Couscous with Cremini Mushrooms Rosemary and Parmesan

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Couscous with Cremini Mushrooms, Rosemary, and Parmesan is easy to make yet the fabulous menu item you have been waiting for. Simple and deliciously made from Couscous, cremini mushrooms, low-sodium chicken broth, authentic olive oil, Parmesan cheese, and rosemary to have you in and out of the kitchen with ease.

Quinoa and couscous look very similar. However, they differ somewhat in nutritional value. Couscous seems healthy, and to an extent, it is,  yet, couscous is considered to be a simple carb, with the nutritional value similar to a portion of white pasta. Couscous is said by food critics to have a trendy reputation as a health food because of its prevalent use among vegetarians and Hipsters alike.

 

Couscous with Cremini Mushrooms, Rosemary, and Parmesan is easy to make yet the fabulous menu item you have been waiting for. Simple and deliciously made from Couscous, cremini mushrooms, low-sodium chicken broth, authentic olive oil, Parmesan cheese, and rosemary to have you in and out of the kitchen with ease.I have to tell you I’ve been eating couscous for years; not because  I’m a not Vegan, trendy Hipster, or anything remotely similar, I grew up with this delicious menu item lurking in my pantry and loved every minute of it.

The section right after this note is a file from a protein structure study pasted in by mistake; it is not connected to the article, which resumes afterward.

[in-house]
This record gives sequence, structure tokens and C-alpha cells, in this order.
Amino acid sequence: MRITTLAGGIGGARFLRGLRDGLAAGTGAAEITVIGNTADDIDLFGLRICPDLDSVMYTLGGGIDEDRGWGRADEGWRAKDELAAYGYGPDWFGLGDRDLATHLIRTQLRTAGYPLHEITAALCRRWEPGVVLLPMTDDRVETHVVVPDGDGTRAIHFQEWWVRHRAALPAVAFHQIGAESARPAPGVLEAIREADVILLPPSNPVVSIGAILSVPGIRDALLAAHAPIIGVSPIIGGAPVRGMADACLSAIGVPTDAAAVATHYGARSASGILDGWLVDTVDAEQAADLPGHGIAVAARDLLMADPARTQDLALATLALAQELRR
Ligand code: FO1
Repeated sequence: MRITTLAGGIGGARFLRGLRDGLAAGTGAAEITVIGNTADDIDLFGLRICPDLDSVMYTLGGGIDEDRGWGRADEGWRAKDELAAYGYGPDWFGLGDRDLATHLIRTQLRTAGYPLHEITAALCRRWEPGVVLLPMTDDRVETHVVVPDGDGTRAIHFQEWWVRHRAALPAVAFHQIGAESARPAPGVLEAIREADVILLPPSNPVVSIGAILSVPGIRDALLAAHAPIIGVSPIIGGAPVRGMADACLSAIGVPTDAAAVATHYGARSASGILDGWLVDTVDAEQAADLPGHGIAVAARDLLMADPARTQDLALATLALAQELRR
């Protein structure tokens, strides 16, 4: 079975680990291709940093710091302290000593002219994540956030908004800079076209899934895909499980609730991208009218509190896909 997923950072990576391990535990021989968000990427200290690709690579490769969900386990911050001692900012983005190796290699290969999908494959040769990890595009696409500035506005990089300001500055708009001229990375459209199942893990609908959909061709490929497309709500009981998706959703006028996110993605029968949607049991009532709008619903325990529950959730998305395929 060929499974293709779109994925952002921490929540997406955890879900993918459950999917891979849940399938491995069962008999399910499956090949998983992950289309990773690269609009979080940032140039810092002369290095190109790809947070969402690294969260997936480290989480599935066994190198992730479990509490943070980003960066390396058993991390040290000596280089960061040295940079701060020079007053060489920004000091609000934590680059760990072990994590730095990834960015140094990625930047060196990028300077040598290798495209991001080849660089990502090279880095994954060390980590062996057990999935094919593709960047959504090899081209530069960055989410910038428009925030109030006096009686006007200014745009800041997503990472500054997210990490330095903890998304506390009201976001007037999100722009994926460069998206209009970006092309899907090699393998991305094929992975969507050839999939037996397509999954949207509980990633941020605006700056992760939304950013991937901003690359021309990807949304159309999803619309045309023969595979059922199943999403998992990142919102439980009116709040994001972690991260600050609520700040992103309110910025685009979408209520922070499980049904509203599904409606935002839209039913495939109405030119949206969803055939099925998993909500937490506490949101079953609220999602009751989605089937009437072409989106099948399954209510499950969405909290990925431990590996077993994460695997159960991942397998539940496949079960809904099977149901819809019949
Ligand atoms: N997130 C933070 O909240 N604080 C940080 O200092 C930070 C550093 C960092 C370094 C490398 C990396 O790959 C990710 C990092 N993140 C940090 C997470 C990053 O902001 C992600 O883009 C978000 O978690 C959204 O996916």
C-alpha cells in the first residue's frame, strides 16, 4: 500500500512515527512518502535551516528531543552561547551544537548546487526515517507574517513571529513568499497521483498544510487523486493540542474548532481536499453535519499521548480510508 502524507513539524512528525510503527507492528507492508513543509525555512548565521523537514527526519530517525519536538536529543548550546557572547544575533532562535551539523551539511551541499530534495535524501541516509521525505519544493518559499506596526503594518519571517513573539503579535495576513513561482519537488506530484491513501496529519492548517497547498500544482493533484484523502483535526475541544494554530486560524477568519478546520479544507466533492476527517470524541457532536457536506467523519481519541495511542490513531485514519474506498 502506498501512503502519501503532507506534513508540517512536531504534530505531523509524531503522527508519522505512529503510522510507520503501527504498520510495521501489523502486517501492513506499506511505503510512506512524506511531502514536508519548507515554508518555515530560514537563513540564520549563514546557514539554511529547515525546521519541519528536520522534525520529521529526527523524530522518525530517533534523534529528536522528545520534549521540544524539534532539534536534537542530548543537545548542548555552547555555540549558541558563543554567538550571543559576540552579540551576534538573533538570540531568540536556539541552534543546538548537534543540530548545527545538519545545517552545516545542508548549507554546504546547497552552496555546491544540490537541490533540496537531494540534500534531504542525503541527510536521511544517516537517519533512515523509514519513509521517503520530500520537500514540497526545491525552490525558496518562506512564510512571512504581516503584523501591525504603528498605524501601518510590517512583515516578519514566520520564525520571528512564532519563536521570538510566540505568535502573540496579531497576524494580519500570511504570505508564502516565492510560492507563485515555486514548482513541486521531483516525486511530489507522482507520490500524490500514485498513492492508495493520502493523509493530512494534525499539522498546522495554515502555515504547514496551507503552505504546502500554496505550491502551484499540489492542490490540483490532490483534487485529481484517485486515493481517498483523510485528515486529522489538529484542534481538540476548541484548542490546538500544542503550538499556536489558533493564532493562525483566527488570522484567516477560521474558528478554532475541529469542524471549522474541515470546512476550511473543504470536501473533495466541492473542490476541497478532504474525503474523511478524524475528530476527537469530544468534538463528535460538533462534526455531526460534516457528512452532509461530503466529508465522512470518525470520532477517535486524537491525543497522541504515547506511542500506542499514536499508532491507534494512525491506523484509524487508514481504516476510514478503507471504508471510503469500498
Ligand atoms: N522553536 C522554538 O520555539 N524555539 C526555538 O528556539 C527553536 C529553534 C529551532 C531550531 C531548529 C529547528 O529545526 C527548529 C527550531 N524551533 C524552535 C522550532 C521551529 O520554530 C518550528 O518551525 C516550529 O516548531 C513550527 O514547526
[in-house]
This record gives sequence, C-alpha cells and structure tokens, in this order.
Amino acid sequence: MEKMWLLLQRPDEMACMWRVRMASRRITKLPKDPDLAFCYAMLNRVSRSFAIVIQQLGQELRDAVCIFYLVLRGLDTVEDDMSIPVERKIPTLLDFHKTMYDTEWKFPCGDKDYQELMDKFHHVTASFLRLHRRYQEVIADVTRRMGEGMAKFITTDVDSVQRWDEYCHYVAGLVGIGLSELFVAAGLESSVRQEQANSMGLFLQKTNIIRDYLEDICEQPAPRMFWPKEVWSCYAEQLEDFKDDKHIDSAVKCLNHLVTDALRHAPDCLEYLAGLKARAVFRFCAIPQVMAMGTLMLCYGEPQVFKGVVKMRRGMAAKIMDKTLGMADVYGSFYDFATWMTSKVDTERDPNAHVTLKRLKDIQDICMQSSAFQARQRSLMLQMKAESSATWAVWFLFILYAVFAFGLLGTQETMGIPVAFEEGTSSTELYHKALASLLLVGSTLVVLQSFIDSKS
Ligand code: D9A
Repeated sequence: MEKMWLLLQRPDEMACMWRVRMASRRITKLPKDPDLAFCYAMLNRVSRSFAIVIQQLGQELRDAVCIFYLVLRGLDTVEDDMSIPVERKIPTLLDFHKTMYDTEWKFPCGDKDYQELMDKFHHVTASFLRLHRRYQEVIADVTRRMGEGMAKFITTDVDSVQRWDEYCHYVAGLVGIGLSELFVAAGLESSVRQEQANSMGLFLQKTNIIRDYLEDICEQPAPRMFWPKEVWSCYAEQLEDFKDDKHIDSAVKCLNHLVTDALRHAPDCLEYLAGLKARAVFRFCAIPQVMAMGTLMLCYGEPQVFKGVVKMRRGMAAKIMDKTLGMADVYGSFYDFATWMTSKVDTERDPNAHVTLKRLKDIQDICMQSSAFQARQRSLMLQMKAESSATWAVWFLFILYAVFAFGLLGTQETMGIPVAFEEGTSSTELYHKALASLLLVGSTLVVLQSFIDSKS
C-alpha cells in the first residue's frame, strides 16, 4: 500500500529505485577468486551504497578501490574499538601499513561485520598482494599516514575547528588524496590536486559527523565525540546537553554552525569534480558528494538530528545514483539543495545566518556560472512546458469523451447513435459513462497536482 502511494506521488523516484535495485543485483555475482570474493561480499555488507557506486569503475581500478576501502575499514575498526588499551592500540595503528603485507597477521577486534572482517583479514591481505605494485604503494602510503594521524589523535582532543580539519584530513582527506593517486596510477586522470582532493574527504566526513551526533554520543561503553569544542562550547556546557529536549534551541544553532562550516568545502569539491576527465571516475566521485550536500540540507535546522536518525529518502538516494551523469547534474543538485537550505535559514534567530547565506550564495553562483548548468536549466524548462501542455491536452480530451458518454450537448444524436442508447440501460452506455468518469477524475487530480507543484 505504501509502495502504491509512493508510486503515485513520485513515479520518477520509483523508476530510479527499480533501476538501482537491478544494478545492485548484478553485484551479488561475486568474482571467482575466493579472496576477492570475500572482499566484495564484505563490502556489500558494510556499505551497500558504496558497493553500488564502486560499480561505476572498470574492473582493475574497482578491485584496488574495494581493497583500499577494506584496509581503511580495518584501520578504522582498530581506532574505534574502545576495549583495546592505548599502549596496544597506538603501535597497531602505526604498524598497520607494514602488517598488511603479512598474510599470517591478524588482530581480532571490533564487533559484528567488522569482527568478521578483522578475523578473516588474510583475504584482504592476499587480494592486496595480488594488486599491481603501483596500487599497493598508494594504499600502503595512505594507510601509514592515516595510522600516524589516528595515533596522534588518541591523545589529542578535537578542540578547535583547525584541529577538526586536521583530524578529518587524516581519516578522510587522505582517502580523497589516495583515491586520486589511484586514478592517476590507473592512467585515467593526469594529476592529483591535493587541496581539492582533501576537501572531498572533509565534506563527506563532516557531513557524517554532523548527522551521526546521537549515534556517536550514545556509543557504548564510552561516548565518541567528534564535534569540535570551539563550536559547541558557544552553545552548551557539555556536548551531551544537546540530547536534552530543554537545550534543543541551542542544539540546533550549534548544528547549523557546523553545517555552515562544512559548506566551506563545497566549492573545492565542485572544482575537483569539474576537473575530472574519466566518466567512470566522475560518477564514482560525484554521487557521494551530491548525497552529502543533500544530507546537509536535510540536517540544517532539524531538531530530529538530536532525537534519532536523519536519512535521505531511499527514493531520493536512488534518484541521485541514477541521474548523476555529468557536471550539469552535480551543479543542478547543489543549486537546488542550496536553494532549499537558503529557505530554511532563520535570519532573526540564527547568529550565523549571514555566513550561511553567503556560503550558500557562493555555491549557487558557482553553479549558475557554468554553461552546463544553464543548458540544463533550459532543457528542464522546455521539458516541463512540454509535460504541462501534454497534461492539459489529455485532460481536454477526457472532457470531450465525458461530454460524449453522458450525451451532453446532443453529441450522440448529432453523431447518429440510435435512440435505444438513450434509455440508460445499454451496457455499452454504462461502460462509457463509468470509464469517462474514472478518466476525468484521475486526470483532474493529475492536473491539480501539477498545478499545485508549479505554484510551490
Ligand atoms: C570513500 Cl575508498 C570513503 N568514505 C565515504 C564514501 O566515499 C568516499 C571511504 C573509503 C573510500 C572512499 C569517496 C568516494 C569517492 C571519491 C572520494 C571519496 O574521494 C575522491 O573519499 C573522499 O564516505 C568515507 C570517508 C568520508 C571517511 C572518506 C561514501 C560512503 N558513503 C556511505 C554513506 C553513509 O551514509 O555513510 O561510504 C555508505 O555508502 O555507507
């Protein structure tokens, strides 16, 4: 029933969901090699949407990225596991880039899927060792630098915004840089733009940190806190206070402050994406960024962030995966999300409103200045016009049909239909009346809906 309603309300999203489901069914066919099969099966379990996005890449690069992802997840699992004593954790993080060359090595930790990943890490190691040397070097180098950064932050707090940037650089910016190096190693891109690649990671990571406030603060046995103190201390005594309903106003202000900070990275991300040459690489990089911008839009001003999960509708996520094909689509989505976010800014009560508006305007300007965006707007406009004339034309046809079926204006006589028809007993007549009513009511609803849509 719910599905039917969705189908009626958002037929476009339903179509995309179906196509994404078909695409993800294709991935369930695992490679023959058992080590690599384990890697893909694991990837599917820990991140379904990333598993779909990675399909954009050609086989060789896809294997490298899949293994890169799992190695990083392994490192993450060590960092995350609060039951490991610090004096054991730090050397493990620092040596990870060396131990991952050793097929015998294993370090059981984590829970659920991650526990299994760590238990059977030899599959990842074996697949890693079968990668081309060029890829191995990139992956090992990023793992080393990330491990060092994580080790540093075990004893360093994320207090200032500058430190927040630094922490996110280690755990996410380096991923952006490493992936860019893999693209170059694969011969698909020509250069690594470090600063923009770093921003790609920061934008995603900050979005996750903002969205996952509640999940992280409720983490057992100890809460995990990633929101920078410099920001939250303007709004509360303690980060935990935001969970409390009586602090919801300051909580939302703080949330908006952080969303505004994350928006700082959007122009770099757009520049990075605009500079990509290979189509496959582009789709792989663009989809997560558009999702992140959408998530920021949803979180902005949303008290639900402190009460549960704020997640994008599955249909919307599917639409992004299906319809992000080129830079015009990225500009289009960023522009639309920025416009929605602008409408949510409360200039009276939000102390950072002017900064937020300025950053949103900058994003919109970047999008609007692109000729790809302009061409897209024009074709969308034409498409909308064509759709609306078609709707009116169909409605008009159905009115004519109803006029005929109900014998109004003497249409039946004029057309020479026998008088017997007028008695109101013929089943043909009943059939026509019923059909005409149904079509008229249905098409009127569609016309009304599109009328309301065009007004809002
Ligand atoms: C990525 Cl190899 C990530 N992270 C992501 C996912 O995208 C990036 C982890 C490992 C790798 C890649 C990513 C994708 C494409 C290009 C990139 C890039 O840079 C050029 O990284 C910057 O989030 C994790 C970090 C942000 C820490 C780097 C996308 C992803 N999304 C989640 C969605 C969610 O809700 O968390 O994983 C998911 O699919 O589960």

What are the actual health benefits of couscous?

  • Protein: Protein helps repair and build tissues in your body. Protein plays a vital role in replacing dead cells in your body. Aside from that, it helps boosts your immune system. There are about 6 g of protein, a single cup-sized serving of couscous.
  • Choline: Another essential nutrient found in couscous is choline. It makes significant contributions to your metabolism, brain, liver, and nerve functions. One cup of couscous has 5.2mg of choline. The RDA for males of choline is 550mg for adult males and 450mg for women.
  • Folate: Folate helps in the production of your red blood cells, and it helps in preventing stroke and heart disease.
  • Calcium: Calcium is essential for your bones and teeth, and it prevents osteoporosis. It keeps your skin healthy, and it helps in lowering your blood pressure. Calcium also helps prevent insomnia and heart disease.
  • Magnesium: Magnesium helps keep up healthy blood pressure and prevents cardiovascular disease. Magnesium is also beneficial in treating people with diabetes, migraines, and depression.
  • Potassium: Potassium is crucial because it helps reduce stress, anxiety, by improving to regulate normal blood pressure, and promoting healthy brain function. One serving of couscous provides 76 mg potassium.
  • Selenium: Selenium is an excellent antioxidant for the body because it helps fight cancer, and it is necessary for a robust immune system. A 1-cup serving of couscous provides 43 mcg of selenium or 61 percent of the 70 mcg FDA daily value.

 

 

 

Where does couscous fall short with some critics?

  • Couscous lacks the variety of nutrients found in what is considered actual whole grains like farro, brown rice, Bulgar, or amaranth. If you eat it regularly instead of whole grains, you could be missing out on some critical nutrients.